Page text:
In 2004, the Utes were the Little Team That Could, the small, non-relevant football program from the little Mountain West temporarily busting into the college football elite. They said we were just happy to tag along for the ride, but soon enough, the program would once again return to college football obscurity. Oh sure, there might be one season where they crack the top-20 and maybe win their conference, but as for making that big of a slash on the national scene again? Pretty unlikely. Or so they thought and hell, maybe some of us thought this too.
That was four years ago and now in 2008 the Utes are back in the BCS. In that span, only a handful of teams have made multiple trips to the Bowl Championship Series. Utah's opponent, the team they are 10-point underdogs to, will be making their first trip to a BCS game since the 1999 season. That isn't a slam on Alabama, but more of a statement to what Utah has done.
The Utes went from a probable flash in the pan to now carving a nice niche for themselves in the college football elite. In the past five seasons, Utah football has grown up. It's become the most prominent non-BCS program in the country and one of the most visible in the western United States, regardless of conference affiliation. And yet, even with all their accomplishments, Utah still can't garner the praise they ultimately deserve.
See, this is the problem with college football. A program like Utah can go 12-0 in 2004 and then again in 2008 and they're still presented to the world as the Little Guy. Yes, they don't have the tradition and history like Alabama, but it really is unfair to downplay their accomplishments and unfortunately, like in 2004, a few in the media continue to do so, even knowing this program isn't the same unknown story from four years ago. Yet like their 04 comrades, they are still handicapped not only by the system, but perception.
Perception tells us that Utah does not stand a chance against Alabama. Both teams might be rated in the top-ten, however, that is where the similarities end. It's perception, laced with reality, that the Tide are faster, bigger, stronger, better and smarter than Utah. That perception continues because there is nothing to defy it, except winning on the football field. USC was no less of a program when they lost to Texas in the Rose Bowl a few years ago and neither Florida or Oklahoma took a step back after their bowl losses last year. But if Utah loses in the Sugar Bowl, even if it's by a point, they will be forced back. It will make perception reality, no matter the effort given by Utah. That's the biggest difference between the BCS and the non-BCS, they can get away with bowl losses, Utah can't, even if they tell you otherwise and trust me, they will. In fact, they already are.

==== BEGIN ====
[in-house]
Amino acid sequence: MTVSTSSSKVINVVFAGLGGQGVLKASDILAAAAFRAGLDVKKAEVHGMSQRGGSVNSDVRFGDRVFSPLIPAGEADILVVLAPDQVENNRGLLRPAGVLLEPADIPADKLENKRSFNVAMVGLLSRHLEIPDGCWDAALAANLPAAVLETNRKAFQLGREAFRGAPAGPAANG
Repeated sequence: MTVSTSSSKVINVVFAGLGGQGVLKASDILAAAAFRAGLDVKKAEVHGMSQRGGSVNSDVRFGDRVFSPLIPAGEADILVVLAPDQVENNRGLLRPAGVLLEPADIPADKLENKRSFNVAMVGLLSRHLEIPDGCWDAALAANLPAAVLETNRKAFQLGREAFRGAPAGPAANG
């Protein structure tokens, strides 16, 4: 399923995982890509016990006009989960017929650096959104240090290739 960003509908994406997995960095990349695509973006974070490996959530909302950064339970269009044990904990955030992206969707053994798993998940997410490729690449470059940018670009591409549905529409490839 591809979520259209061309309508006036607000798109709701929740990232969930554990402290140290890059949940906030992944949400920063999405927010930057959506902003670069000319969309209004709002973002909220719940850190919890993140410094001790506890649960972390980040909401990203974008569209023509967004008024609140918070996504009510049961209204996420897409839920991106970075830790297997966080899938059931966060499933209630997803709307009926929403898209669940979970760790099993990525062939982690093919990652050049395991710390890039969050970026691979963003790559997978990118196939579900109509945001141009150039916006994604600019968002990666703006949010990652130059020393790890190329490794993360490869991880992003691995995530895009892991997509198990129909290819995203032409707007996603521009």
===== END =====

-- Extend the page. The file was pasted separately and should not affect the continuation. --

They tell us Alabama won't ever live down losing to Utah. That for them, this is a lose-lose situation, because if you win, you're supposed to and if you lose, well you just lost to a non-BCS team, even if that non-BCS team finishes 13-0 and in the top-five. But you know what? They'll live it down. Sure, their SEC brethren with laugh and mock the loss, but by the start of next year, no one will remember. Oklahoma quickly got over its loss to Boise State in the 2006 Fiesta Bowl and though the highlights of that game are played over and over again, it doesn't change the fact it did hardly any damage to the Sooner program. Two years later and they're playing for the national championship and last season, a season after that loss, they won the Big 12.
But for Utah and any non-BCS program, a loss sets everything back. If Utah loses, it will prove they [non-BCS teams] do not belong in the national championship picture this season, next season and in the future. Just look at the ramifications of Hawaii's loss in the 2007 Sugar Bowl. The Utes aren't even from the same conference and are still being compared to that New Orleans debacle.
So Utah isn't just happy to be here. They want a win because they know what a win will do not only for their program, but for the entire landscape of college football. Defeating Alabama sets in motion the discussion that maybe, just maybe, these programs do belong. Yes, you'll have your naysayers who will stubbornly whine about it being a fluke and continue to cling to Hawaii's performance last year, but it will become increasingly difficult to justify the perception that a Utah or a Boise State does not belong. That seems like a lot to lose for a program that supposedly is content with just taking the field against Alabama. Maybe this is the biggest proof yet Utah football has grown up.